Initially, it looked as if the riders were going to miss the bad weather. However, inclement weather seems to be arriving in the area a day early!
As you know by now, meteorologists steal a living so you can’t trust everything completely. Therefore, I’ve tried to use a few sites to get a better idea.
Good chance of rain in the afternoon at Lake Como (MetOffice).
Weather.com has a similar outlook for Como.
Possible thunderstorms a few hours after the race has finished in Bergamo (AccuWeather)
The MetOffice also think there’s a good chance of rain in Bergamo, more likely in the evening.
Obviously these forecasts could change again by this evening but it’s definitely something to consider.
How will the race pan out?
With the final two climbs not being too difficult, the climbers without a sprint and those who are on an exceptional day will want the pace to be on early.
Looking at the teams, I would expect Astana to set a hard pace up the Valcava, shelling any deadwood and some opposition teammates. Movistar, Orica & AG2R may even lend a hand, and I would not be surprised if we only had around 60 riders left in the peloton after that climb.
A similar pattern will unfold on the Abbandonato. By this time, the bad weather and rain may have close in, which will make this race even more amazing!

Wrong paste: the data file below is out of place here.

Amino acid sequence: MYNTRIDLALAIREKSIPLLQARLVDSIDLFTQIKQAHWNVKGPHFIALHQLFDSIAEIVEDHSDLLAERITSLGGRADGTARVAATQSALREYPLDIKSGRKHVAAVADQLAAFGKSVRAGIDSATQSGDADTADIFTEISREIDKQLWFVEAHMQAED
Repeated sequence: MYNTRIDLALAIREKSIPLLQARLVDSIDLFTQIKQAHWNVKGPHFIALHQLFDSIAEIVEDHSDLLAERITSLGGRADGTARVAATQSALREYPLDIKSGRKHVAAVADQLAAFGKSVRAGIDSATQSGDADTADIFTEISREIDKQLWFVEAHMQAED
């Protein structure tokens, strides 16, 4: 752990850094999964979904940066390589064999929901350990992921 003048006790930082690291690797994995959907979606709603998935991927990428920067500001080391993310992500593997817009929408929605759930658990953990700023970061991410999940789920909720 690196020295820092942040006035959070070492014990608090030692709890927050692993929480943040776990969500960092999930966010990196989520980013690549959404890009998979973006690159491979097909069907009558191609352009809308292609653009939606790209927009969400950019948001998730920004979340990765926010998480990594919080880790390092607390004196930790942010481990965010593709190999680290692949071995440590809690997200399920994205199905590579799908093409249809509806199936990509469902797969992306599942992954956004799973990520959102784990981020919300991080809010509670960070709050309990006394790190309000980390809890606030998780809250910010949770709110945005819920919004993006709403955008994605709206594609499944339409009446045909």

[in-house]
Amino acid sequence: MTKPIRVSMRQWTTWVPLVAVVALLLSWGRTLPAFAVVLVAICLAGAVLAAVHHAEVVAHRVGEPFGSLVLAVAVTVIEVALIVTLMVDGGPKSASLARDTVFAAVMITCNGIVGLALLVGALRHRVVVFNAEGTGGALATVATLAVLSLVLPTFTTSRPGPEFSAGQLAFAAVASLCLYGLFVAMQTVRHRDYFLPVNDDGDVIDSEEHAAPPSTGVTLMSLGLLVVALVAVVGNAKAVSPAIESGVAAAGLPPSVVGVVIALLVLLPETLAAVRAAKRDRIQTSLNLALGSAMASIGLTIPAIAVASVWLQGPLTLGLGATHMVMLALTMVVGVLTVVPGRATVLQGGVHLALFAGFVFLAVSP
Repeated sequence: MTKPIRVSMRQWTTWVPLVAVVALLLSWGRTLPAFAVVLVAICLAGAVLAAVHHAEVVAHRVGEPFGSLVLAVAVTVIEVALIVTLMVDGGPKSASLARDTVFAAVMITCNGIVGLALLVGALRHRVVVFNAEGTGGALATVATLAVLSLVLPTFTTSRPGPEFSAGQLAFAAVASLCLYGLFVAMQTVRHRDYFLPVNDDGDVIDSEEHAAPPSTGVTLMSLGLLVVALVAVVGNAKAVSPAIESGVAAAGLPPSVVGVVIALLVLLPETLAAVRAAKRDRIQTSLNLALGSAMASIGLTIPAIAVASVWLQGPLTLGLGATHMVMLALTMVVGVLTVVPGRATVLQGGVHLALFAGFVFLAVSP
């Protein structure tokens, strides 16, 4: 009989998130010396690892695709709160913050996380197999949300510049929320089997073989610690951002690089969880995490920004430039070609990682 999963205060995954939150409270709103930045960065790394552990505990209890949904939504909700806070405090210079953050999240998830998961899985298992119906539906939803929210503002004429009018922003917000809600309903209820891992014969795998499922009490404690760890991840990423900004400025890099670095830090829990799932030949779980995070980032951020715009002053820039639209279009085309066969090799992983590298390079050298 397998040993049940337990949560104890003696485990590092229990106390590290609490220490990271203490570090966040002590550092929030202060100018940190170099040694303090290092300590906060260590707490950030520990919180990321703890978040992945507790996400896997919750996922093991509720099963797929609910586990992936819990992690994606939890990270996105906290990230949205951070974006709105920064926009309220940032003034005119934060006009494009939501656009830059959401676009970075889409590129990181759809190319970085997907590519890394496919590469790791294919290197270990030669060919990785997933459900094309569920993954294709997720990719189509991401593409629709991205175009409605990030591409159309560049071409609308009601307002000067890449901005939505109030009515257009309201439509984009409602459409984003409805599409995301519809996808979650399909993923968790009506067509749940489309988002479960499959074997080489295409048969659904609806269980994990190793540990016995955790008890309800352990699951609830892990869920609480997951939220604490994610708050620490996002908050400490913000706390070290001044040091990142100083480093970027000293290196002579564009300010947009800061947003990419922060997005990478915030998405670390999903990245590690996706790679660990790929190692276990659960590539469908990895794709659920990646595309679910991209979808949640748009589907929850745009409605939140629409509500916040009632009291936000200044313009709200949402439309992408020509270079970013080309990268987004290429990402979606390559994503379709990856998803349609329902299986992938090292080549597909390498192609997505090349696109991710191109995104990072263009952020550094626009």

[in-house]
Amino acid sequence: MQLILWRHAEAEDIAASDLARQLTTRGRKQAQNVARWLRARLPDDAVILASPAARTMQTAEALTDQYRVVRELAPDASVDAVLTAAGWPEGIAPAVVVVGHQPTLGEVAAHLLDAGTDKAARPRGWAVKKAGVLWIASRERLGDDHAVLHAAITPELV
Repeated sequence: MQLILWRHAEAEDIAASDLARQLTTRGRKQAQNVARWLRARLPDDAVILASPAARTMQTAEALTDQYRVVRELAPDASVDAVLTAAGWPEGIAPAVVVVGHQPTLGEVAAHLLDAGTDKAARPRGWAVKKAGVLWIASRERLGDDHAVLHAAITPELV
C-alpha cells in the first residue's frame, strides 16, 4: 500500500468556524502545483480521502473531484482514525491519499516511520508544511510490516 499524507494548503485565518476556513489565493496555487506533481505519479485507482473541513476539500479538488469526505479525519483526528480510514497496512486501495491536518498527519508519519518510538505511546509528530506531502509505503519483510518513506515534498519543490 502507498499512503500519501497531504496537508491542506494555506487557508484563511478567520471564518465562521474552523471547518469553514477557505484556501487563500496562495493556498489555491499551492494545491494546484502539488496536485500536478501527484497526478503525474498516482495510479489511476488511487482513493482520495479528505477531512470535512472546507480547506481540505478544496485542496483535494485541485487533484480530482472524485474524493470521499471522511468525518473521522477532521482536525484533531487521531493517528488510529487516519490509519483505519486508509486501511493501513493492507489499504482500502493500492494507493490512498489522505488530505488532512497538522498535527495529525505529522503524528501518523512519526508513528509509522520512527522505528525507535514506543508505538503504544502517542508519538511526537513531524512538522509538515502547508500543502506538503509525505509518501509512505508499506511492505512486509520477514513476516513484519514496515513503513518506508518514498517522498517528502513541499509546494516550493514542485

A peloton of around 25-30 riders will then reach the Salvatore. With an average gradient of 7%, it is possible to make a difference here and the pace will be incredibly high. Cresting at 40km to go, there is a chance for those dropped to make it back in. The composition of the main group will then shape the rest of the race.
It is possible we get an escape of “lesser” riders forming at this point, while the main favourites mark each other behind. The group will have to include a rider from Astana/Movistar/AG2R/Orica/Sky if it hopes to survive to the end. Look to the likes of Kangert and Izagirre!
My number one favourite for this race has to be Chaves. He was up here last year until cramps and a hunger knock took him out of contention. One of the best climbers in the race and not to mention he’s on good form, I’ll be shocked if he doesn’t make the top 3!
Uran arrives off the back of a very good series of races in September and has been unlucky not to take a win. That could well change here! He’s a danger-man.
Aru is Astana’s main man for this. They’ll be hoping for a performance similar to Nibali from him. However, he’s not been anywhere near to that high standard this Autumn. I’m just not convinced by his ability to compete in a race like this.